BY CHUCK VANDENBERG
MONTROSE – The Lee County Board of Supervisors will soon be looking at the costs for expanding the staff at the county sheriff’s department.
Lee County Sheriff, Stacy Weber approached the board at the workshop portion of the weekly supervisors’ meeting and showed the board statistics on jail occupancy compared to other counties in southeast Iowa.
He said the South Iowa Area Crime Commission has indicated the jail is short five full-time positions and Weber said he’s looking to add five to possibly 12. The county safety team met immediately after the workshop to discuss safety and security issues in a scheduled meeting.
A report from SIACC indicated Lee county should have 19 full time correctional officers for the three shifts and one Jail Captain. Lee County has a Jail Administrator, John Canida, that fills that post and they have 14 full-time correctional officers and five part-time. The part-time officers are being utilized to fill the schedule and keep a minimum staffing level in place. By adding the the additional five full time, the SIACC report indicated the part-time position could be used exclusively for unforeseen or emergency situations.
Weber said the the additional staff should be used to have a bigger presence in county buildings.
“I recognized the need. I’ve been approached by people in the county office buildings and courthouses about the security of those buildings,” Weber said.
“I know our jail is not adequately staffed. I figured today with the safety meeting right after the board meeting, it would be a perfect time to bring this up. It’s taken me awhile to put it all together and I wanted to see if the trend of inmates would move back down. But it’s not moving, it’s stayed in the 90s. I just thought this would be the perfect time to address it and give the board an opportunity to hear where we’re at.”
Right now there are four correctional officers on staff for each of the two day shifts and two, one male and one female, on the overnight shift.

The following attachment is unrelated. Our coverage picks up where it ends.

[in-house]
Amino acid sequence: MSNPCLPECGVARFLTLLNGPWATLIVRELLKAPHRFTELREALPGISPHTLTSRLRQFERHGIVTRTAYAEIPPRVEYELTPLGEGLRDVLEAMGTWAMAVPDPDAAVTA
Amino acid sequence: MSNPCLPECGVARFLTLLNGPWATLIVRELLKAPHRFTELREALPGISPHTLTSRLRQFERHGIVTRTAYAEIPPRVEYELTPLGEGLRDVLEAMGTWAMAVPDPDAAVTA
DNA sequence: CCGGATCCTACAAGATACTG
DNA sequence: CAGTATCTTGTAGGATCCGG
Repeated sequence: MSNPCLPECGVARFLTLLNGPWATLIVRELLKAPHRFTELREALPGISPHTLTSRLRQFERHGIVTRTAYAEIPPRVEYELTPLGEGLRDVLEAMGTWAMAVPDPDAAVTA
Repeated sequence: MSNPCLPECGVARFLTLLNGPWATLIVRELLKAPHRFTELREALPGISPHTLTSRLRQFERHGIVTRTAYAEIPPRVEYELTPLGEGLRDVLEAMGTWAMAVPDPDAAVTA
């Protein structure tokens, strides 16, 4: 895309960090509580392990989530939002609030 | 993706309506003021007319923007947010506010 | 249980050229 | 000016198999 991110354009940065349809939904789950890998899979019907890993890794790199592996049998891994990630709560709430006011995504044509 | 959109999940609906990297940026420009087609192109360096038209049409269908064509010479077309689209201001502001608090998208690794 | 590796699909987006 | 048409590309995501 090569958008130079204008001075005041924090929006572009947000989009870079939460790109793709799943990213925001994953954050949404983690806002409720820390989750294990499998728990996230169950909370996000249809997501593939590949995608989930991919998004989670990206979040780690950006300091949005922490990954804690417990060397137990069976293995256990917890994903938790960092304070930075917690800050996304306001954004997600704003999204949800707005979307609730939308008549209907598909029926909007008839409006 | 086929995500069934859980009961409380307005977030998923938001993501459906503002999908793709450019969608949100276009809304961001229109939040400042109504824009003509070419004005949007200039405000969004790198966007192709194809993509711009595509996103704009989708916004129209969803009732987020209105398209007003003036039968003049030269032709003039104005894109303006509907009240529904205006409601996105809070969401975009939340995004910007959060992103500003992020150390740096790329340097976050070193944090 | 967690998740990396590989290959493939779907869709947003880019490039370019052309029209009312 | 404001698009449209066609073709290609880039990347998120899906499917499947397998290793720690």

Weber brought in comparisons of jail occupancy to staff and showed that most other jails with markedly smaller populations have higher staff than Lee County.
Des Moines County in particular has a capacity of 68 but has an additional full-time person on each shift including the graveyard shift. Lee County is currently holding 10 inmates for that county because of overflow. He also brought in comparisons from Wapello County, Washington, and Henry Counties, all of whom were at equal staffing or had higher numbers than Lee County, but all with much smaller jails, including the Washington CountyJail which can house 75 offenders. That county has five staffers on the two regular shifts but has three full-time on the overnight shift.
“Currently we have two folks being held on murder charges in our jail. If there’s anyone we want handled safely and securely, it’s them,” Weber told the board.
“Been in the 90s every day this month. There’s 92 this morning and we have a maximum capacity of 132 and that’s uncomfortable. It’s really just a number, it’s not a realistic figure, I don’t believe. We have a great staff. They do more with less but they’ve been grinding it out.”
Weber said he’d like to add the staff and then cross-train them so if and when the jail population is lower, those officers can be moved out into the public and around into the county buildings. The new hires wouldn’t be deputies, but would be assigned as correctional officers.
“We would make them go through some pretty vigorous training so they are lawful to carry firearms on duty. These folks would be responsible for keeping the peace. We’re not asking them to serve warrants, chase down cars, nothing like that, but to maintain security in whatever position they are in on a day-to-day basis.”
“I’d like to know the costs and talk to Cindy and see what carryover is and see if we can make something work. I’m very uncomfortable with the staff they have there overnight. Someone’s gonna get hurt,” said Supervisor Don Hunold.
Supervisor Ron Fedler said it’s a misconception with the public that these positions are safe positions because they are officers, but that’s not always the case.
“I considered (former ISP) Warden (Crispus) Nix one of the best wardens ever at ISP and he told me once, because of the nature of the people we deal with, every day you’re one day farther away from your last riot and one day closer to the next. These people are here because they don’t obey the laws,” Fedler said.
The board asked Weber to put together some costs associated with his request and bring them back to the board so they can see those figures and have a conversation before moving forward.